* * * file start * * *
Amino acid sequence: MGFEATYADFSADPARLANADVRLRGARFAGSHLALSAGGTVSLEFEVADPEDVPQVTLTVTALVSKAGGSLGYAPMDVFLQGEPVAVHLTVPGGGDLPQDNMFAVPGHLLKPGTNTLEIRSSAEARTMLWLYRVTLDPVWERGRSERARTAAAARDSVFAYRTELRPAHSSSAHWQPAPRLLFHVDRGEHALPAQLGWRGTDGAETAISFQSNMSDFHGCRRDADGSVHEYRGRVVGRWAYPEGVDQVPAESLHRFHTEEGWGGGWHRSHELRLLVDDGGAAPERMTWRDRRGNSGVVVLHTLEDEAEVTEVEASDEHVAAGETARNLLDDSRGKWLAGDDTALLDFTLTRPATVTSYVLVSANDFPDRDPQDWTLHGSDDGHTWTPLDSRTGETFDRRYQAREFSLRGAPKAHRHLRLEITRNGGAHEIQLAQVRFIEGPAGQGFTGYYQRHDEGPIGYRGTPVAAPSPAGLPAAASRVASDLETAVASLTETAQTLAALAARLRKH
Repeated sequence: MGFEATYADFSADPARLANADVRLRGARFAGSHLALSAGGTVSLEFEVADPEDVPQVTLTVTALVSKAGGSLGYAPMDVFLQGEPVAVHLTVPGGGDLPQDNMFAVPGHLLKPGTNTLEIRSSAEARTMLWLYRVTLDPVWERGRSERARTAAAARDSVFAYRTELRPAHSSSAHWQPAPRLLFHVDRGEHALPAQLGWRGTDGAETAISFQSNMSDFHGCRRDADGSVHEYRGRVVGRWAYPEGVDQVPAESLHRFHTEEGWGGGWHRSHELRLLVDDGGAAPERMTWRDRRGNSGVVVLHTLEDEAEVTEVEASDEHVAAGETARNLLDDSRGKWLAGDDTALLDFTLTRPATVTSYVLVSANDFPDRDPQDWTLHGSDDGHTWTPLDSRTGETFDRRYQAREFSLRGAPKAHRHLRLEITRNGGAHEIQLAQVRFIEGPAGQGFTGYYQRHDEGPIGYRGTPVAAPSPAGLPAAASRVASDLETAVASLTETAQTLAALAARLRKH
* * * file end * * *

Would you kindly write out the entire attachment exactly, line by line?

Amino acid sequence: MGFEATYADFSADPARLANADVRLRGARFAGSHLALSAGGTVSLEFEVADPEDVPQVTLTVTALVSKAGGSLGYAPMDVFLQGEPVAVHLTVPGGGDLPQDNMFAVPGHLLKPGTNTLEIRSSAEARTMLWLYRVTLDPVWERGRSERARTAAAARDSVFAYRTELRPAHSSSAHWQPAPRLLFHVDRGEHALPAQLGWRGTDGAETAISFQSNMSDFHGCRRDADGSVHEYRGRVVGRWAYPEGVDQVPAESLHRFHTEEGWGGGWHRSHELRLLVDDGGAAPERMTWRDRRGNSGVVVLHTLEDEAEVTEVEASDEHVAAGETARNLLDDSRGKWLAGDDTALLDFTLTRPATVTSYVLVSANDFPDRDPQDWTLHGSDDGHTWTPLDSRTGETFDRRYQAREFSLRGAPKAHRHLRLEITRNGGAHEIQLAQVRFIEGPAGQGFTGYYQRHDEGPIGYRGTPVAAPSPAGLPAAASRVASDLETAVASLTETAQTLAALAARLRKH
Repeated sequence: MGFEATYADFSADPARLANADVRLRGARFAGSHLALSAGGTVSLEFEVADPEDVPQVTLTVTALVSKAGGSLGYAPMDVFLQGEPVAVHLTVPGGGDLPQDNMFAVPGHLLKPGTNTLEIRSSAEARTMLWLYRVTLDPVWERGRSERARTAAAARDSVFAYRTELRPAHSSSAHWQPAPRLLFHVDRGEHALPAQLGWRGTDGAETAISFQSNMSDFHGCRRDADGSVHEYRGRVVGRWAYPEGVDQVPAESLHRFHTEEGWGGGWHRSHELRLLVDDGGAAPERMTWRDRRGNSGVVVLHTLEDEAEVTEVEASDEHVAAGETARNLLDDSRGKWLAGDDTALLDFTLTRPATVTSYVLVSANDFPDRDPQDWTLHGSDDGHTWTPLDSRTGETFDRRYQAREFSLRGAPKAHRHLRLEITRNGGAHEIQLAQVRFIEGPAGQGFTGYYQRHDEGPIGYRGTPVAAPSPAGLPAAASRVASDLETAVASLTETAQTLAALAARLRKH